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Stead, W T

Entry updated 18 September 2023. Tagged: Author.

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(1849-1912) UK editor (from 1871) and author; brother of F Herbert Stead. He edited Borderland, a journal dealing with psychic phenomena, during 1893-1897, and founded and edited The Review of Reviews in 1890. His contribution to The Rajah's Sapphire (1896) uncredited with M P Shiel may not extend further than supplying the plot to Shiel. He is perhaps most notorious for an article, "Maiden Tribute to Modern Babylon" (9 July 1885 The Pall Mall Gazette), which, perhaps pruriently, details the deflowering of a child prostitute, but which did have some effect in raising the age of consent. His sustained defences of women, including prostitutes, shaped his controversial four months in Chicago, Illinois, where he made highly unpopular speeches and attended the 1893 World's Fair, a visit prefigured in From the Old World to the New; Or, a Christmas Story of the World's Fair, 1893 (1892); his appearance at the Fair is not registered in Thomas Pynchon's Against the Day (2006), though he is mentioned elsewhere in the book. The summatory If Christ Came to Chicago!: A Plea for the Union of All Who Love in the Service of All Who Suffer (1894) fails to entirely escape unctuousness, but its depiction of a religious co-operative Utopia on socialist lines has points of interest. Blastus, the King's Chamberlain: Being the Review of Reviews Annual for 1896 (1895; vt Blastus the King's Chamberlain: A Political Romance 1898) is a tale of Near Future political intrigue, the second half of which is set in 1900. The Americanization of the World; Or, the Trend of the Twentieth Century (1902), a nonfiction exercise in Futures Studies, accurately prophesies America's supplanting of the British Empire as the twentieth century's dominant empery. The Despised Sex [see Checklist for subtitle] (1903) is constructed as a 1902 report sent – by a visitor to England – to Dione, the queen of Xanthia, a matriarchy in central Africa, for whom Britain is a kind of Lost World.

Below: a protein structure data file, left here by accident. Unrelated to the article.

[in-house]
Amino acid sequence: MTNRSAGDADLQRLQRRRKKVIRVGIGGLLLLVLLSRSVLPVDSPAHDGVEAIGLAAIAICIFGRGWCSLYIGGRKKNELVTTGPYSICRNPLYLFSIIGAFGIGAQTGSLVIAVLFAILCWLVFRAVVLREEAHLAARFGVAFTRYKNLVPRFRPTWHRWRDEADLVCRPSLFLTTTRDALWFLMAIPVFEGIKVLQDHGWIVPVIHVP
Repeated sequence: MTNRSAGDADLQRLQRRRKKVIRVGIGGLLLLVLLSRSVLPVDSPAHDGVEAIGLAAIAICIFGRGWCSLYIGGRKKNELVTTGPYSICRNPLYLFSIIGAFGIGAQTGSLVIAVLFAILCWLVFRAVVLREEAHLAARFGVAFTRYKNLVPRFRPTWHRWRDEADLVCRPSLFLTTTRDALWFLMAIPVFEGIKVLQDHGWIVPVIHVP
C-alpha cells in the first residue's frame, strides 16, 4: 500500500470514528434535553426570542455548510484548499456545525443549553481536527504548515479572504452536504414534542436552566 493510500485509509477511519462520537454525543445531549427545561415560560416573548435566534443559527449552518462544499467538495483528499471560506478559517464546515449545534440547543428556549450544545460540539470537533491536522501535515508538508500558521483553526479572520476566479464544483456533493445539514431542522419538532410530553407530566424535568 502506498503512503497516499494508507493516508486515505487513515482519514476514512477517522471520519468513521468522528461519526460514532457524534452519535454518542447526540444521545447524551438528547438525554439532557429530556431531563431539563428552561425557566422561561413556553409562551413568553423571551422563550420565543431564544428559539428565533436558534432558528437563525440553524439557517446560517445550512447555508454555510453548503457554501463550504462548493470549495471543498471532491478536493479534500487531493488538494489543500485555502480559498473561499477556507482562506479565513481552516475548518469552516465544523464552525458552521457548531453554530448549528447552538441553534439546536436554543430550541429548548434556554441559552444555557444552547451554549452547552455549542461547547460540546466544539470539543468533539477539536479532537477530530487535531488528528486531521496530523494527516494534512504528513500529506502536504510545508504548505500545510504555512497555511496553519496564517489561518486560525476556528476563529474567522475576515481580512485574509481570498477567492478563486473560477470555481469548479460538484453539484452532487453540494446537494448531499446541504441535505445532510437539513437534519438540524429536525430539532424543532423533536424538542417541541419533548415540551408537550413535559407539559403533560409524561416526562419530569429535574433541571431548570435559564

Stead is treated as being on the wrong side of history in Tom Stoppard's The Invention of Love (performed 1997; 1997). Along with John Jacob Astor, Jacques Futrelle and F D Millet, he went down on the Titanic. [JC]

William Thomas Stead

born Embleton, Northumberland: 5 July 1849

died at sea, following the wreck of the Titanic: 15 April 1912

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